Smoky Group

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Smoky Group
Stratigraphic range: Late Cretaceous
Pouce Coupe River.JPG
Kaskapau Shale exposed along the Pouce Coupe River
TypeGeological formation
Sub-unitsPuskwaskau Formation
Bad Heart Formation
Kaskapau Formation
UnderliesWapiti Group
OverliesDunvegan Formation
Thicknessup to 1,100 feet (340 m)[1]
PrimaryShale, sandstone, siltstone
Region Alberta,  British Columbia
Country Canada
Type section
Named forSmoky River
Named byGeorge Mercer Dawson, 1881.

The Smoky Group is a stratigraphical unit of Late Cretaceous age in the Western Canadian Sedimentary Basin.

It takes the name from the Smoky River, and was first described in outcrops along the banks of the Smoky River, Spirit River and Pouce Coupe Rivers by George Mercer Dawson in 1881.[2]


The Smoky Group is represented by marine silty shale with ironstone and bentonite streaks. Sandstone occurs at the base, and is transitional to the Dunvegan Formation.[1]

Hydrocarbon production[edit]

Gas is produced from the Cardium Formation in the southern reaches of the Group, in central Alberta and northern Alberta.


The Kaskapau Shale reaches 477m in the Pouce Coupe River area and thins towards the east in the Smoky River area. The Bad Heart Formation sandstone is up to 8m thick, while the Puskwaskau Formation ranges from 200m in the Pouce Coupe Prairie to 123m in the Spirit River area. The entire group measures up to 677 m (2,220 ft) in the Pouce Coupe Prairie, and can reach 1,100 m (3,610 ft) in the Canadian Rockies foothills of northeast British Columbia.[1]

Relationship to other units[edit]

The Smoky Group is conformably and transgressively followed by the Wapiti Group and rests conformably on the Dunvegan Formation sandstone. The Cardium sandstone and Muskiki shale are replacing the upper parts of the Kaskapau Formation in the south-east of the distribution area. The entire group correlates with the Blackstone Formation, Cardium Formation and Wapiabi Formation of the Alberta Group in the southern foothills. The equivalent stratigraphic sequence in central Alberta consists of the Lea Park Formation and the upper Colorado Group, in north-eastern Alberta it correlates with Labiche Formation, and with the Kotaneelee Formation in the Liard River area.[1]


The Smoky Group has the following sub-divisions from top to bottom:

Sub-unit Age Lithology Max.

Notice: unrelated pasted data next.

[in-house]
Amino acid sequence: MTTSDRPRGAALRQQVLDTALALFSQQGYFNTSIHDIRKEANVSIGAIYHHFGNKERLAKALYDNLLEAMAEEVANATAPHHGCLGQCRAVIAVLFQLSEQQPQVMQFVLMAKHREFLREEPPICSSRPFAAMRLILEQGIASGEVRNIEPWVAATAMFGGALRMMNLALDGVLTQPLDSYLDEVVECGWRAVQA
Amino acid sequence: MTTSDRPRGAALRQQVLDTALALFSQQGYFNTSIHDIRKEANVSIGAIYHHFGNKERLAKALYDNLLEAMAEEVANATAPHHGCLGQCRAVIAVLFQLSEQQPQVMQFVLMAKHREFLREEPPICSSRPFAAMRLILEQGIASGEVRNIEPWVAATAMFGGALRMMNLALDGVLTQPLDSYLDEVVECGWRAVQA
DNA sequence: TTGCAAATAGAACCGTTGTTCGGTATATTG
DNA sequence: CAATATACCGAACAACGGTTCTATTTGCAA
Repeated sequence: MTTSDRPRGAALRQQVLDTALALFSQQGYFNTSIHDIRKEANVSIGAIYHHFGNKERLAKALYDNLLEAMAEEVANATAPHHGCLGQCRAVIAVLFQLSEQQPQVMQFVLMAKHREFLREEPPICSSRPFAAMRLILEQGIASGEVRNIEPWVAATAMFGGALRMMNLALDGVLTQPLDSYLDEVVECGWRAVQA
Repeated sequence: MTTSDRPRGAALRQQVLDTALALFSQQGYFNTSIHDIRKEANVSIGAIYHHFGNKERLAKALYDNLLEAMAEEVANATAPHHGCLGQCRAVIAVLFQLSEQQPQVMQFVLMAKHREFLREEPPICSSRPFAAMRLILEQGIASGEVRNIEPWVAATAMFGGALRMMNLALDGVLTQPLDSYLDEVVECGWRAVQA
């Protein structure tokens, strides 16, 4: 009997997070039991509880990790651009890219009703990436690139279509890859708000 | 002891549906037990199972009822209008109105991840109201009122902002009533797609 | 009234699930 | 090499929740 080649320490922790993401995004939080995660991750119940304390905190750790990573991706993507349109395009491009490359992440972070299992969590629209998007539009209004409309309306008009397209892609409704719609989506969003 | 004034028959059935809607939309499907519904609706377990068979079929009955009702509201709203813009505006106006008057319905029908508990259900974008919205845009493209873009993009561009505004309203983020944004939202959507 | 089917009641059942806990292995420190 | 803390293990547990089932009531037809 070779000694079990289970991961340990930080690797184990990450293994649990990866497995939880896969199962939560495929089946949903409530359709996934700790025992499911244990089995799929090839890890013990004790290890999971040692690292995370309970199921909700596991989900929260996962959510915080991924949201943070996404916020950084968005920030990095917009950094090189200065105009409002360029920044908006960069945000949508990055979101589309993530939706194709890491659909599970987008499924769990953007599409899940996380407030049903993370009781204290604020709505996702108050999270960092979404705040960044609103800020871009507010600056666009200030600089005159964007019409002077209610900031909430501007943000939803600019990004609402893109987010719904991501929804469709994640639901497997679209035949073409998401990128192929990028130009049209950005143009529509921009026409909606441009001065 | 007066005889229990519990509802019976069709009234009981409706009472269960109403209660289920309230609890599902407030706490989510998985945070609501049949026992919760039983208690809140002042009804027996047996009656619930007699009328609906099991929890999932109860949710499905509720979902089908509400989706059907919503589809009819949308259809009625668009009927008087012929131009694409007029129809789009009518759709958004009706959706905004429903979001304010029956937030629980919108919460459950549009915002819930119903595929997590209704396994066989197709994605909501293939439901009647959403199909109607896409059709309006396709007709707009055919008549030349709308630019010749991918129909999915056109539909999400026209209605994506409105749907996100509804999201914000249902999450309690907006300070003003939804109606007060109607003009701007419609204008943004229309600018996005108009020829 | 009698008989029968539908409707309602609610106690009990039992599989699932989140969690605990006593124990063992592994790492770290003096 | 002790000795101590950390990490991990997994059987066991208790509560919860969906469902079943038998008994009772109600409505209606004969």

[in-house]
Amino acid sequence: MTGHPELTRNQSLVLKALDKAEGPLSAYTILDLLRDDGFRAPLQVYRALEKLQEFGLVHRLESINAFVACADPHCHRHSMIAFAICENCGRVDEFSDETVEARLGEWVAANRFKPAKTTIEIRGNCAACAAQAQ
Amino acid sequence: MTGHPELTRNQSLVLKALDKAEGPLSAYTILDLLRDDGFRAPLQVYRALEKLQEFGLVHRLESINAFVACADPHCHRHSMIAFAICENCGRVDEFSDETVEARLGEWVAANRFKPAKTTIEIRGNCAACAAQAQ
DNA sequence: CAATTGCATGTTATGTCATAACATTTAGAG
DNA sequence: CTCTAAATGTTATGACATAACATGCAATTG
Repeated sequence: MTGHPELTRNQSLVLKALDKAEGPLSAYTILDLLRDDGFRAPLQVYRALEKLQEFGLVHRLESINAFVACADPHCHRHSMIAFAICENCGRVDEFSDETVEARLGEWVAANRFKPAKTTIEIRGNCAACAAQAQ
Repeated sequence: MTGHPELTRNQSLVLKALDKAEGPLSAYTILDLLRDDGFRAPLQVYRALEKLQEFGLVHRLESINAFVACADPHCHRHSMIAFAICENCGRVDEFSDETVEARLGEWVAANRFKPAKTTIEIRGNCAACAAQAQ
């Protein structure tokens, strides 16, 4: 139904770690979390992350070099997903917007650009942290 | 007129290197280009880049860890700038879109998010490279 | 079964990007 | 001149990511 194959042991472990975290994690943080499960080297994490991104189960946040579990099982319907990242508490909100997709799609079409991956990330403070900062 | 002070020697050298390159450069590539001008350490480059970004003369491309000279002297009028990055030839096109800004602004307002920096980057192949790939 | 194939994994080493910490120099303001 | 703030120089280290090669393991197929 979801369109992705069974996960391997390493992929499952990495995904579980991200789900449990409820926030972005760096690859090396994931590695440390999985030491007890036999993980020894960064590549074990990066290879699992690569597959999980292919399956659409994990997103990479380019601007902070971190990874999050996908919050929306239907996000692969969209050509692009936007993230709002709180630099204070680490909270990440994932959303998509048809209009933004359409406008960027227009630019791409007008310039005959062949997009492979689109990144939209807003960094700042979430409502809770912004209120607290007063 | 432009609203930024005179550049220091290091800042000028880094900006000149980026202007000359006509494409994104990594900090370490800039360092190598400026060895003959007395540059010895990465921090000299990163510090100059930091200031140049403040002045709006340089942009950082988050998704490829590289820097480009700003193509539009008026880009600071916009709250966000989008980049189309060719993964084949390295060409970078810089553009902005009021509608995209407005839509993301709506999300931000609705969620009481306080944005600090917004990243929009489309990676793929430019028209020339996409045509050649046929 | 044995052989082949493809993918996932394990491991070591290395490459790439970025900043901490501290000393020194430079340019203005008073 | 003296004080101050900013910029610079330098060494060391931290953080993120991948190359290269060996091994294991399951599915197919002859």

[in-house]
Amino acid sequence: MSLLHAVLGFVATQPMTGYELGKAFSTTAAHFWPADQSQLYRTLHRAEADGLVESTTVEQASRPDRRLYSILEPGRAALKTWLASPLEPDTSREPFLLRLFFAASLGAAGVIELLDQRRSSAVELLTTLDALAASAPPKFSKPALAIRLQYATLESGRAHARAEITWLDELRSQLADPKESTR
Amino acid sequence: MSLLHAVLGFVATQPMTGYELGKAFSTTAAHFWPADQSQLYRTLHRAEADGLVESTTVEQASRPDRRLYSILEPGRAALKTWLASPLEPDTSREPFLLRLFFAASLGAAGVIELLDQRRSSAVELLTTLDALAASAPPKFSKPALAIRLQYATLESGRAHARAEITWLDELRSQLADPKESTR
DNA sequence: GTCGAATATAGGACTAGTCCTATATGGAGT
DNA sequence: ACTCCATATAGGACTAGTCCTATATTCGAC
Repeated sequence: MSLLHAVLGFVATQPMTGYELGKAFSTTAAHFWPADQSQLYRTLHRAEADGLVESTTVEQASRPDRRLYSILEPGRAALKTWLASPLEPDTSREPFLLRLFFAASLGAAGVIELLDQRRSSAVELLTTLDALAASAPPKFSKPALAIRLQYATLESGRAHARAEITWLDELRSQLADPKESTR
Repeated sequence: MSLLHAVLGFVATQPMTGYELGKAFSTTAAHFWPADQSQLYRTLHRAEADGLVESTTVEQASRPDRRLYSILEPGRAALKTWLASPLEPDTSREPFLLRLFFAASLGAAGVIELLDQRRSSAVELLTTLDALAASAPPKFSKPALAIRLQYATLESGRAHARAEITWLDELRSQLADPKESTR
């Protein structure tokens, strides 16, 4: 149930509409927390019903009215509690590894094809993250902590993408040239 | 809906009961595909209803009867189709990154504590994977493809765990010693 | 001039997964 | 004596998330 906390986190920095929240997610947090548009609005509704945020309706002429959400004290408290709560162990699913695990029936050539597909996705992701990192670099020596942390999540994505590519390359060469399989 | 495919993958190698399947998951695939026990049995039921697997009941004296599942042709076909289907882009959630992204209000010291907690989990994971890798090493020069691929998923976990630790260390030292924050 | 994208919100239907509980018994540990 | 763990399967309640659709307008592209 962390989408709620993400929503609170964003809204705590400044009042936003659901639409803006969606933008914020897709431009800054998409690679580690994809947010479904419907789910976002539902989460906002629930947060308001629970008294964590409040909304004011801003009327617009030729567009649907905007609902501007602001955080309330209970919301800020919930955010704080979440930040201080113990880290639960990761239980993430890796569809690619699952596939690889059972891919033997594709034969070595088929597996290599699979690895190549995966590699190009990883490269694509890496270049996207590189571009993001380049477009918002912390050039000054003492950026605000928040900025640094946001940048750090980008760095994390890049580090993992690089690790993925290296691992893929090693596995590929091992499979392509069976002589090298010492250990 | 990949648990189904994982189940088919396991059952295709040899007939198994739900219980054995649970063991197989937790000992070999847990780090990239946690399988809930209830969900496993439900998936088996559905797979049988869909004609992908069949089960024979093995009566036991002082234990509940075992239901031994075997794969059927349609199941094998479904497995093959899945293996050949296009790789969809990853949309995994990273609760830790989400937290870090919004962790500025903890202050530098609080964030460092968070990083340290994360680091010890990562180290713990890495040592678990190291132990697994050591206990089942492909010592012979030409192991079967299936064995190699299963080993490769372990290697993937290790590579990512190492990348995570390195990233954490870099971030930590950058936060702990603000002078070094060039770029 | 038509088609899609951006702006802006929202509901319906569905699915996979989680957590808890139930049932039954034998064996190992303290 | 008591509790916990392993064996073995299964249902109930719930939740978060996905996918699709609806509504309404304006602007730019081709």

Puskwaskau Formation Santonian dark marine shale, siltstone beds 200 m (660 ft) [3]
Bad Heart Formation Coniacian medium to coarse grained marine sandstone 8 m (30 ft) [4]
Kaskapau Formation Turonian to Coniacian dark, fissile shale 900 m (2,950 ft) [5]
Basal sandstone tongues
Howard Creek Member late Cenomanian fine to medium grained glauconitic sandstone 4 m (10 ft) [6]
Doe Creek Member Cenomanian fine grained sandstone 25 m (80 ft) [7]
Pouce Coupe Member Cenomanian massive, fine grained sandstone 9 m (30 ft) [8]

The Kaskapau Formation is equivalent to the sum of Blackstone Formation, Cardium Formation and Muskiki Formation.[5]


  1. ^ a b c d Lexicon of Canadian Geologic Units. "Smoky Group". Retrieved 2009-02-11.
  2. ^ Dawson, G.M., 1881. Report on the exploration from Port Simpson on the Pacific Coast to Edmonton on the North Saskatchewan River, Embracing a portion of the northern part of British Columbia and the Peace River Country, with Maps 150 and 152; Geological Survey of Canada, Report of Progress 1879-1880, Part B, p. 1-77.
  3. ^ Lexicon of Canadian Geologic Units. "Puskwaskau Formation". Retrieved 2009-02-11.
  4. ^ Lexicon of Canadian Geologic Units. "Bad Heart Formation". Retrieved 2009-02-11.
  5. ^ a b Lexicon of Canadian Geologic Units. "Kaskapau Formation". Archived from the original on 2013-01-11. Retrieved 2009-02-11.
  6. ^ Lexicon of Canadian Geologic Units. "Howard Creek Member". Retrieved 2009-02-11.
  7. ^ Lexicon of Canadian Geologic Units. "Doe Creek Member". Retrieved 2009-02-11.
  8. ^ Lexicon of Canadian Geologic Units. "Pouce Coupe Member". Retrieved 2009-02-11.